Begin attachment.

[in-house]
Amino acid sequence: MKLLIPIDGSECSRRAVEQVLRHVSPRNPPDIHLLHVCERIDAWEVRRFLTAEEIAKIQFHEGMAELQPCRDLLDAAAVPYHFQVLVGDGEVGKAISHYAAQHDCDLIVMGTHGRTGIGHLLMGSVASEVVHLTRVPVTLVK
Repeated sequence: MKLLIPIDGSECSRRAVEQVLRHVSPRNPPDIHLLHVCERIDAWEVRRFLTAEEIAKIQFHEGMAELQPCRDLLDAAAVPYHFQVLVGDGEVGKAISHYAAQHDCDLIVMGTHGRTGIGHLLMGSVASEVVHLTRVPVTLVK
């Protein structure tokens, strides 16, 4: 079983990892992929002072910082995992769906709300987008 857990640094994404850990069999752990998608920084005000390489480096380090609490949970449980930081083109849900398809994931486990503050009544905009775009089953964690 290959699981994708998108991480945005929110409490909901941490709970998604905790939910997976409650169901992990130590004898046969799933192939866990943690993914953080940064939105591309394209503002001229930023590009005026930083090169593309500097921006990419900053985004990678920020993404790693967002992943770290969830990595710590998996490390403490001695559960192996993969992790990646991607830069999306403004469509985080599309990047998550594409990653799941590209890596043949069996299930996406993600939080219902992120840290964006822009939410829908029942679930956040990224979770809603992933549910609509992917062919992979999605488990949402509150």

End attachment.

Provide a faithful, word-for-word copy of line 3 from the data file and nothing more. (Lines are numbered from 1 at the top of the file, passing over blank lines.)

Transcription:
Repeated sequence: MKLLIPIDGSECSRRAVEQVLRHVSPRNPPDIHLLHVCERIDAWEVRRFLTAEEIAKIQFHEGMAELQPCRDLLDAAAVPYHFQVLVGDGEVGKAISHYAAQHDCDLIVMGTHGRTGIGHLLMGSVASEVVHLTRVPVTLVK